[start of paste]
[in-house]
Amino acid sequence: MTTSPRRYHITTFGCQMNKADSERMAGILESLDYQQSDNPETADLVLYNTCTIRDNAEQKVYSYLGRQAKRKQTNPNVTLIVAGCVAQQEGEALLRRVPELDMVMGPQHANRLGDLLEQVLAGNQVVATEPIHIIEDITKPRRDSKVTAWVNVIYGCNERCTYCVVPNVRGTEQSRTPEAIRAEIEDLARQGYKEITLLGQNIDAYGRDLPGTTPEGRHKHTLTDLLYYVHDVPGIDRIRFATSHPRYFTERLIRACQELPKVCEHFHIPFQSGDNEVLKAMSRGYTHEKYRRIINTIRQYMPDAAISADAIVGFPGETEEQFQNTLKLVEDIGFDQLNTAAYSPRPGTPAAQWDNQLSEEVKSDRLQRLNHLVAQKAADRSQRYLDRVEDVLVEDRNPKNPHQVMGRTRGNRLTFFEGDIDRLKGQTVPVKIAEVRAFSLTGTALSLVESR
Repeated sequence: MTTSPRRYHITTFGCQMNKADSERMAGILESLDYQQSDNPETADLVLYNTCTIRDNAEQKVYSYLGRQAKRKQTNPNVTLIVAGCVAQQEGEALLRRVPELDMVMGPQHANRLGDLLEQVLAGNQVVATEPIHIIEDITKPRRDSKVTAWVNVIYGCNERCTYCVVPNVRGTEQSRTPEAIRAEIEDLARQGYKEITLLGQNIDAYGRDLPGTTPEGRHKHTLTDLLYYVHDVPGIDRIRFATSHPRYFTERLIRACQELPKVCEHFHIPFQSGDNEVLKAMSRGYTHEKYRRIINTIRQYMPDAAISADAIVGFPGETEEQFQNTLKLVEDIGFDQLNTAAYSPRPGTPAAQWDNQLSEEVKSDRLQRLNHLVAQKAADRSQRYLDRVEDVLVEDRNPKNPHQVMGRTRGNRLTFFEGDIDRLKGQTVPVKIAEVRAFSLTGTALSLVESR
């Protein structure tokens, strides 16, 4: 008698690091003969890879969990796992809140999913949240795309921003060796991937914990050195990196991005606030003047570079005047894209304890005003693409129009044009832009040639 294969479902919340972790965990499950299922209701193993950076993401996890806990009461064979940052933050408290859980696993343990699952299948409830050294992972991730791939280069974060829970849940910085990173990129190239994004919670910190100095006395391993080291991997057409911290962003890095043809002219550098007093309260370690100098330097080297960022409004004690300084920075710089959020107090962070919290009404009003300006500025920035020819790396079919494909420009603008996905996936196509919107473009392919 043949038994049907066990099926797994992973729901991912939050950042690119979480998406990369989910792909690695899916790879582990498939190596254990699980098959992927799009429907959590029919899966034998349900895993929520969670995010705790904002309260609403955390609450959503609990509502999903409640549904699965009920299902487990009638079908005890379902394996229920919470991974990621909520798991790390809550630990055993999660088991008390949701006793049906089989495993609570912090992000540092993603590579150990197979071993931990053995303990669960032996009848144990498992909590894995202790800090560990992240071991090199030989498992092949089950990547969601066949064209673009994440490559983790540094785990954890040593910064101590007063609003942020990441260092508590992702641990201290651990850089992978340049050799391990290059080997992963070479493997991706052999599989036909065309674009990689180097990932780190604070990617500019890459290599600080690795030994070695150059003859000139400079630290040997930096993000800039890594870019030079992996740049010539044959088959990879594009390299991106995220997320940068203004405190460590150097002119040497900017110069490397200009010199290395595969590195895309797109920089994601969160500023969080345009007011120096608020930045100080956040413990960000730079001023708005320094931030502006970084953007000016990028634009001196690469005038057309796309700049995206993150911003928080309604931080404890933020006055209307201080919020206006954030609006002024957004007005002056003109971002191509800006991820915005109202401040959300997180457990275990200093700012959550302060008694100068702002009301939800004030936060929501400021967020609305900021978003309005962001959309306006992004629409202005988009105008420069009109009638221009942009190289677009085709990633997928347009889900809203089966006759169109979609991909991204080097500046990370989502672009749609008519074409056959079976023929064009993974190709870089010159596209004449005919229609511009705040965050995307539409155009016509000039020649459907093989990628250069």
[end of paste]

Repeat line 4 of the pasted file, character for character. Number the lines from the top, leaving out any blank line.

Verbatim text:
């Protein structure tokens, strides 16, 4: 008698690091003969890879969990796992809140999913949240795309921003060796991937914990050195990196991005606030003047570079005047894209304890005003693409129009044009832009040639 294969479902919340972790965990499950299922209701193993950076993401996890806990009461064979940052933050408290859980696993343990699952299948409830050294992972991730791939280069974060829970849940910085990173990129190239994004919670910190100095006395391993080291991997057409911290962003890095043809002219550098007093309260370690100098330097080297960022409004004690300084920075710089959020107090962070919290009404009003300006500025920035020819790396079919494909420009603008996905996936196509919107473009392919 043949038994049907066990099926797994992973729901991912939050950042690119979480998406990369989910792909690695899916790879582990498939190596254990699980098959992927799009429907959590029919899966034998349900895993929520969670995010705790904002309260609403955390609450959503609990509502999903409640549904699965009920299902487990009638079908005890379902394996229920919470991974990621909520798991790390809550630990055993999660088991008390949701006793049906089989495993609570912090992000540092993603590579150990197979071993931990053995303990669960032996009848144990498992909590894995202790800090560990992240071991090199030989498992092949089950990547969601066949064209673009994440490559983790540094785990954890040593910064101590007063609003942020990441260092508590992702641990201290651990850089992978340049050799391990290059080997992963070479493997991706052999599989036909065309674009990689180097990932780190604070990617500019890459290599600080690795030994070695150059003859000139400079630290040997930096993000800039890594870019030079992996740049010539044959088959990879594009390299991106995220997320940068203004405190460590150097002119040497900017110069490397200009010199290395595969590195895309797109920089994601969160500023969080345009007011120096608020930045100080956040413990960000730079001023708005320094931030502006970084953007000016990028634009001196690469005038057309796309700049995206993150911003928080309604931080404890933020006055209307201080919020206006954030609006002024957004007005002056003109971002191509800006991820915005109202401040959300997180457990275990200093700012959550302060008694100068702002009301939800004030936060929501400021967020609305900021978003309005962001959309306006992004629409202005988009105008420069009109009638221009942009190289677009085709990633997928347009889900809203089966006759169109979609991909991204080097500046990370989502672009749609008519074409056959079976023929064009993974190709870089010159596209004449005919229609511009705040965050995307539409155009016509000039020649459907093989990628250069």